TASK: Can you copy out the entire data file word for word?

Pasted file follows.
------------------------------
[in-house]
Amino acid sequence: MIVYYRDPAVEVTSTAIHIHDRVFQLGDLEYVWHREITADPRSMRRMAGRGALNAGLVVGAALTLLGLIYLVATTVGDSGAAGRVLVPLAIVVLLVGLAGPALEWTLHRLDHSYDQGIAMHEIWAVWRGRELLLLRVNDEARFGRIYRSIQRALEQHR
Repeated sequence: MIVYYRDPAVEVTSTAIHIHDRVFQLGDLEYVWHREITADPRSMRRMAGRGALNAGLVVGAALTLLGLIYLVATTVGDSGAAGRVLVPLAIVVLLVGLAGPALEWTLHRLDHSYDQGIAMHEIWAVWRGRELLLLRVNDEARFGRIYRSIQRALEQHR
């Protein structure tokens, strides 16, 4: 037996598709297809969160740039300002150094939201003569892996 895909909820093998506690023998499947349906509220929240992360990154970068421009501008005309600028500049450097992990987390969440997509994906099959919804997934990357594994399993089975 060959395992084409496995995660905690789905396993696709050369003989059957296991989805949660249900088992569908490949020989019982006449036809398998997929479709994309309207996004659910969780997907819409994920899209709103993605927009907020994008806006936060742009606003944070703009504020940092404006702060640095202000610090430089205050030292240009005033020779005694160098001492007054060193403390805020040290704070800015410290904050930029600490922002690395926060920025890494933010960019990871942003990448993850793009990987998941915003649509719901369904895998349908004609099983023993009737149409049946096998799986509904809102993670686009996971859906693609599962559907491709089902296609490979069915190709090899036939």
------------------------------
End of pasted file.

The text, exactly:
[in-house]
Amino acid sequence: MIVYYRDPAVEVTSTAIHIHDRVFQLGDLEYVWHREITADPRSMRRMAGRGALNAGLVVGAALTLLGLIYLVATTVGDSGAAGRVLVPLAIVVLLVGLAGPALEWTLHRLDHSYDQGIAMHEIWAVWRGRELLLLRVNDEARFGRIYRSIQRALEQHR
Repeated sequence: MIVYYRDPAVEVTSTAIHIHDRVFQLGDLEYVWHREITADPRSMRRMAGRGALNAGLVVGAALTLLGLIYLVATTVGDSGAAGRVLVPLAIVVLLVGLAGPALEWTLHRLDHSYDQGIAMHEIWAVWRGRELLLLRVNDEARFGRIYRSIQRALEQHR
């Protein structure tokens, strides 16, 4: 037996598709297809969160740039300002150094939201003569892996 895909909820093998506690023998499947349906509220929240992360990154970068421009501008005309600028500049450097992990987390969440997509994906099959919804997934990357594994399993089975 060959395992084409496995995660905690789905396993696709050369003989059957296991989805949660249900088992569908490949020989019982006449036809398998997929479709994309309207996004659910969780997907819409994920899209709103993605927009907020994008806006936060742009606003944070703009504020940092404006702060640095202000610090430089205050030292240009005033020779005694160098001492007054060193403390805020040290704070800015410290904050930029600490922002690395926060920025890494933010960019990871942003990448993850793009990987998941915003649509719901369904895998349908004609099983023993009737149409049946096998799986509904809102993670686009996971859906693609599962559907491709089902296609490979069915190709090899036939």